James Bond descends into mystery as he tries to stop a mysterious organization from eliminating a country's most valuable resource. All the while, he still tries to seek revenge over the death of his love.
Is there solace in revenge? Bond and "M" sniff a shadowy international network of power and corruption reaping billions. As Bond pursues the agents of an assassination attempt on "M," all roads lead to Dominic Greene, a world-renowned developer of green technology. Greene, a nasty piece of work, is intent on securing a barren area of Bolivia in exchange for assisting a strongman stage a coup there. The CIA looks the other way, and only Bond, with help from a retired spy and from a mysterious beauty, stands in Greene's way. "M" wonders if she can trust Bond, or if vengeance possesses him. Beyond that, can anyone drawn to Bond live to tell the tale? Written by
This is a James Bond movie which utilizes an original Ian Fleming title but nothing else from its source material. The first Bond movie to use just the title and zero or little else was You Only Live Twice , then The Spy Who Loved Me, then Moonraker and later A View to a Kill. Ironically, no novelization of this movie is being released. The original short story has been re-issued along with all the other original Fleming short stories. See more »
When Bond kicks Greene out the SUV and tosses him a can of motor oil, it lands just passed his feet but slightly behind him. In the next scene the motor oil is now in front of his feet. See more »
Italian Police Officer:
Station from Patrol 48 - grey Aston Martin followed by a black Alfa Romeo driving towards the quarries. Gunshot fire.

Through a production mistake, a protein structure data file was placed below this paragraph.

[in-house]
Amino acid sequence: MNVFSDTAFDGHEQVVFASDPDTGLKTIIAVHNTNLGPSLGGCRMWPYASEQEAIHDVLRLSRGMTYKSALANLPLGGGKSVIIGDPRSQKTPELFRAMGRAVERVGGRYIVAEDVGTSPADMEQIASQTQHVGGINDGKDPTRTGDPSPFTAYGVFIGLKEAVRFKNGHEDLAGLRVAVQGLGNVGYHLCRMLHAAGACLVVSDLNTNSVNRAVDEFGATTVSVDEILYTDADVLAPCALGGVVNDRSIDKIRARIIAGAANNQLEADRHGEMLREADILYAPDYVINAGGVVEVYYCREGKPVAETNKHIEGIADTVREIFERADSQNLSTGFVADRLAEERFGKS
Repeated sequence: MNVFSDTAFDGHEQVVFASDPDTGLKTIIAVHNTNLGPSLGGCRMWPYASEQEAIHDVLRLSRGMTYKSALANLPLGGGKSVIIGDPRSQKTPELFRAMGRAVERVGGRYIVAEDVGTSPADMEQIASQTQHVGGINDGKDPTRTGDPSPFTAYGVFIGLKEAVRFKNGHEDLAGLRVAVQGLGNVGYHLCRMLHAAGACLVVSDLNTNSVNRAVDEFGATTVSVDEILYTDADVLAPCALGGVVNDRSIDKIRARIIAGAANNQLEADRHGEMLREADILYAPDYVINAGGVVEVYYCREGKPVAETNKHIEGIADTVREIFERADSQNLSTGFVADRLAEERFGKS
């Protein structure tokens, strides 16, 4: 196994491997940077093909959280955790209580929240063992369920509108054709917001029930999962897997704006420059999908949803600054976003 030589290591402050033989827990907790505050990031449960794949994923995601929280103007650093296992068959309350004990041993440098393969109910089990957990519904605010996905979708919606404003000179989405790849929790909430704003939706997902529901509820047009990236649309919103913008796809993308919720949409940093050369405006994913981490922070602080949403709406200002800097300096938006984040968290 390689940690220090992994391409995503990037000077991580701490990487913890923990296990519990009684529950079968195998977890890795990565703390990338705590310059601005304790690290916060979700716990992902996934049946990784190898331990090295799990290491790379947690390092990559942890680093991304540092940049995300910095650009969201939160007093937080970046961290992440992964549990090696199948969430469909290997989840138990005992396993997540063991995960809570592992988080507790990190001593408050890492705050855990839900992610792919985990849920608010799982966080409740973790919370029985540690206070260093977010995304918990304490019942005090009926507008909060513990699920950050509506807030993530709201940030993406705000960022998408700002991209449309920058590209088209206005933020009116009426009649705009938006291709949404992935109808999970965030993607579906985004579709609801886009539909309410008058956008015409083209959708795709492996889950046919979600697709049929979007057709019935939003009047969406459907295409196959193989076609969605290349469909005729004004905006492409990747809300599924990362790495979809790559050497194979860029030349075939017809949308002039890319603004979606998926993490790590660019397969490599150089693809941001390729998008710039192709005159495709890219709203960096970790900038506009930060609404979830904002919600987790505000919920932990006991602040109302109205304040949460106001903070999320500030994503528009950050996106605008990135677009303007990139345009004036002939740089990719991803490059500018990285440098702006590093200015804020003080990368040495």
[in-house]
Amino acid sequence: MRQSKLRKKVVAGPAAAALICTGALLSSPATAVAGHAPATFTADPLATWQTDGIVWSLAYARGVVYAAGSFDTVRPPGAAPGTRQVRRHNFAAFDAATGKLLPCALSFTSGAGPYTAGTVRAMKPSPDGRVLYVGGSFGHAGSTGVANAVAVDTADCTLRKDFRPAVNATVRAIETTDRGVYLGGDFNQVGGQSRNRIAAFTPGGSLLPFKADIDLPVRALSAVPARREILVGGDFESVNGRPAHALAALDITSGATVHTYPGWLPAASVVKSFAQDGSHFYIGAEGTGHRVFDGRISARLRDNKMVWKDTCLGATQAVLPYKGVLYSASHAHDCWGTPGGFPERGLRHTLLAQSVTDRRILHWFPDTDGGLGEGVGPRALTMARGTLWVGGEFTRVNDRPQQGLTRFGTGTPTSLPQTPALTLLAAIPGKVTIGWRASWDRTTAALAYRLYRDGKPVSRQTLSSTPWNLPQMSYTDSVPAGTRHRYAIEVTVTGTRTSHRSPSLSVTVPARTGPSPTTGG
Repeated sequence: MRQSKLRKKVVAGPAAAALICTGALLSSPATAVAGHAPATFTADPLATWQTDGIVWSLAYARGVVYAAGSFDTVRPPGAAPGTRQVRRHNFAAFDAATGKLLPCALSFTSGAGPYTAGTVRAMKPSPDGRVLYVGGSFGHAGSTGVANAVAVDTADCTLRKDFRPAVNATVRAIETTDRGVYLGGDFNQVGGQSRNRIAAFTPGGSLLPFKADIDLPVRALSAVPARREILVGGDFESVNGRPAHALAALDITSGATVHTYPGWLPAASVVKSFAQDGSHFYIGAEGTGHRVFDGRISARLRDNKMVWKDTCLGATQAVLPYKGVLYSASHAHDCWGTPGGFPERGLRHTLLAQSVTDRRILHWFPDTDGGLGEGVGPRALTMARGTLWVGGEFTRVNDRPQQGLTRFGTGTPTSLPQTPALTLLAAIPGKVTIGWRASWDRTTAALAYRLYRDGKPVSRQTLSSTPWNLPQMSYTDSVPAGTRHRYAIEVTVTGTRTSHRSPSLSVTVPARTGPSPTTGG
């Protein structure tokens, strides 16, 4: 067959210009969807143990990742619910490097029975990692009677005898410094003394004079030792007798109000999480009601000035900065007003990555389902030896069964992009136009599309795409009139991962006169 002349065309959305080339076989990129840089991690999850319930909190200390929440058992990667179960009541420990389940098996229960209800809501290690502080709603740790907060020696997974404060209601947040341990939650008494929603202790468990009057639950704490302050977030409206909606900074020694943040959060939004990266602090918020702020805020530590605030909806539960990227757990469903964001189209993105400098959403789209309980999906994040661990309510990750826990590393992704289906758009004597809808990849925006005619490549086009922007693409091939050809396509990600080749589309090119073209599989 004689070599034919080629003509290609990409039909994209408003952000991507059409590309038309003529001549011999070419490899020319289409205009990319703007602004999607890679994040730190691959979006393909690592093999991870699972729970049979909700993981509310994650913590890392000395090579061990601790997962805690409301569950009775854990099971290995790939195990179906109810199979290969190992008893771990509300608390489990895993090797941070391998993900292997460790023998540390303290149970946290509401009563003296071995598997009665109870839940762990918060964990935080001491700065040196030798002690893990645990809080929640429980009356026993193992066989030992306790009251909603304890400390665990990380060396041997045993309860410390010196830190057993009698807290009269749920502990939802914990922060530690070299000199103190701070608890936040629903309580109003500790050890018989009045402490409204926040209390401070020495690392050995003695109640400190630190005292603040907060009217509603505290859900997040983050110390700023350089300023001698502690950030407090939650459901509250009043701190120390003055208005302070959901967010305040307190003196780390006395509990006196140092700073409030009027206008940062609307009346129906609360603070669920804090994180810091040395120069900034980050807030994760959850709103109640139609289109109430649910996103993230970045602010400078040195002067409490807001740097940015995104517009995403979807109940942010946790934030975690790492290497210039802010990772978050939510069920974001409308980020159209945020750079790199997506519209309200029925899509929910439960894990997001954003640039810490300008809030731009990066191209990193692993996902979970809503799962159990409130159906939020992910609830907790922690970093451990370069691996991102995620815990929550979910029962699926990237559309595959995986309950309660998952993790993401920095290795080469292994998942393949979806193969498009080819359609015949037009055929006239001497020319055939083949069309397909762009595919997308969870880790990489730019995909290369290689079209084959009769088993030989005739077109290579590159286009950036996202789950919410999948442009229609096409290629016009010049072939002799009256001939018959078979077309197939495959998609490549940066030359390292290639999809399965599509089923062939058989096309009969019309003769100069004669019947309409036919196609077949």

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The iconic "James Bond gun barrel" sequence, not seen in its traditional format since Die Another Day, is incorporated into the closing credits. See more »
This film could have been so good, but Marc Forster's clichéd and ham-fisted direction completely ruined it for me. To be fair, his handling of the quieter moments between the action was adequate, but he clearly has no grasp of how direct action sequences, which are clearly central to any good Bond. I'm afraid the 'shake the camera and cut at least once a second' school of action direction doesn't really cut it.
It's tragic really, as the setup and the stunts for the sequences looked pretty promising, but you had to look pretty hard to tell once Mr. Forster's hopeless direction kicked in. Such a waste.
I think I'll hold out for the special edition DVD - you know - the non-directors cut!
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